So at the hospital, I sat and walked and read and walked and looked in on my dad and walked. He would not, in fact, recover from all of this. I suppose everyone knew that. But the nursing staff were kind to me and gave me free access to them and to the entire hospital. A couple of the nurses wore Santa Clause hats and all the nursing stations were decorated for the season. During the course of the evening I think I checked them all out, every one, in every wing of the hospital, and sure enough on every floor and in every wing, it was Christmas. You’ll forgive me if I admit that somewhere in the early hours of the morning I was feeling pretty sorry for myself. “Why does it have to be like this?” I thought. “Why does it have to be on Christmas? Of all the times to lose your dad, did it have to be the night when dads are the greatest guys in the world? And gifts for little boys somehow appear, that in later years would be recognized to be well beyond the meager Holland budget? Lying under that oxygen tent was the most generous man I had ever known; a Kris Kringle to end all Kris Kringles. And by some seemingly cruel turn of cardiac fate, he was in the process of starting to die on Christmas morning.” In my self pity, it did not seem right to me and I confess I was muttering something of that aloud as I walked what surely must have been every square inch of public and a fair portion of private space in the hospital. Not really sure how many people I startled that morning.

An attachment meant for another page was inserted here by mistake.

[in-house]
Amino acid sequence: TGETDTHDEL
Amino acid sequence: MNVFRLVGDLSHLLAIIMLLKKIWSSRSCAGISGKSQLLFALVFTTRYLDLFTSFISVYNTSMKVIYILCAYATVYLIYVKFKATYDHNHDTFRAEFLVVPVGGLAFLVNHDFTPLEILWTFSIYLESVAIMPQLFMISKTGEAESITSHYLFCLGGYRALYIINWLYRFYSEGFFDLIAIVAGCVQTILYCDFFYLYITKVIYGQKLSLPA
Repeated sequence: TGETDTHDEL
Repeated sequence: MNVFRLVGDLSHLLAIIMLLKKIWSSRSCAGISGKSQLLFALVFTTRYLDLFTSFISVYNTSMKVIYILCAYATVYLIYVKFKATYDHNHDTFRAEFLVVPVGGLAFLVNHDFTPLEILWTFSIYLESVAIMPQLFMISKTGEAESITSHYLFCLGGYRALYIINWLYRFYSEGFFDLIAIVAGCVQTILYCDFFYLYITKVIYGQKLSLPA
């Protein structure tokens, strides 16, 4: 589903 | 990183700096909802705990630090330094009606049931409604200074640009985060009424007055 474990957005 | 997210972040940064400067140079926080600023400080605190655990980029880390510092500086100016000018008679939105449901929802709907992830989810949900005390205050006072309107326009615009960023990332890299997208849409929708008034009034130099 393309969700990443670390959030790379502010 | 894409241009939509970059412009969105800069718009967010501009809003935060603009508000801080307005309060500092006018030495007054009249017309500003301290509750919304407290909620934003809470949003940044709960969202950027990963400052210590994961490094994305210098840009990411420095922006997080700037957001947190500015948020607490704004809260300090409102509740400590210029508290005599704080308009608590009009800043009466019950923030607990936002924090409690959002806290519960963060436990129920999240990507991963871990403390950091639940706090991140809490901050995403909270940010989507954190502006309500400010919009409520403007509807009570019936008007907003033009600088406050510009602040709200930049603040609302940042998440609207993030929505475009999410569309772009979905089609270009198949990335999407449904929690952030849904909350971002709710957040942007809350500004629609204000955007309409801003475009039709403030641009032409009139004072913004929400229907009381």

Then and there, 2 or 3 am, I guess, in a quiet hospital immersed as I was in some sorrow and too much selfishness, heaven sent me a small, personal, prepackaged revelation; a tiny Christmas declaration that was as powerful as any I have ever received. In the midst of mumbling about the very poor calendaring I thought the Lord had arranged in all of this, I heard the clear unbroken cry of a baby. It truly startled me. I had long since ceased paying attention to where I was wandering that night and only then did I realize I was in the maternity ward. Somewhere I suppose near the nursery. To this day, I do not know just where that baby was or exactly how I heard it. I like to think it was a brand new baby, taking that first breath and announcing that he or she had arrived in the world, the fact of which everyone was supposed to take note. It may have been just a baby saying it was time to eat and wondering where that comforting cuddle from a mother was. But wherever and whoever it was, God could not have sent me a more penetrating wake up call. I felt a little like another, who in reply to his questions heard the Lord declare, “Who is this that darkeneth counsel by words without knowledge?” You’ll recognize that as God’s statement with some sternness to Job. It was as if the Lord were saying, “Listen, this is the happiest night in the whole wide world for some young couple, Jeff. Some couple who may otherwise be as poor as church mice. Maybe this is their first baby. Maybe he is their own personal “consolation in Israel”, perhaps the only consolation they have right now in what may be a very difficult economic life. In any case, they love him and he already loves them, and think of the calendaring, think of it; born on Christmas day. What a reminder that they have each other now and forever. Whatever happens; good times or bad, they have each other. Whatever pain may lie ahead, whatever sword may pierce their souls from time to time, they will be triumphant because the Prince of Peace was also born this same day once in Royal David’s city. Temporary separation at death and the other difficulties that attend us as we all move toward that end are part of the price we pay for love in this world. The price we pay for the joy of birth and of family ties and the fun of Christmas together. Old Simeon; weathered and tried and tested old Simeon had it right. And so did the Morning Stars and the shepherds and the angels who shouted for joy, praising God and singing Glory to God in the highest, and on earth, peace, good will toward men. “Jeff, my boy,” he seemed to be saying with that baby’s cry, “I expected more from you. If you can’t remember why all of this matters, then your pitiful approach to Christmas is no more virtuous than the over-commercialization everyone laments these days. You need to shape up just a little. You need to put your theology where your Christmas carols are. You can’t separate Bethlehem from Gethsemane, or the hasty flight into Egypt from the slow journey to the summit of Calvary. It is of one piece. It is a single plan. It considers the fall and rising again of many in Israel, but always in that order. Christmas is joyful not because it is a season or decade or lifetime without pain or privation, but precisely because life does hold those moments for us. And that baby, my son, my own beloved and only begotten son in the flesh, born “away in a manger with no crib for his bed”, makes all the difference in the world, all the difference in time and eternity, all the difference everywhere, worlds without number, a lot farther than your feeble eye is apparently able to see.”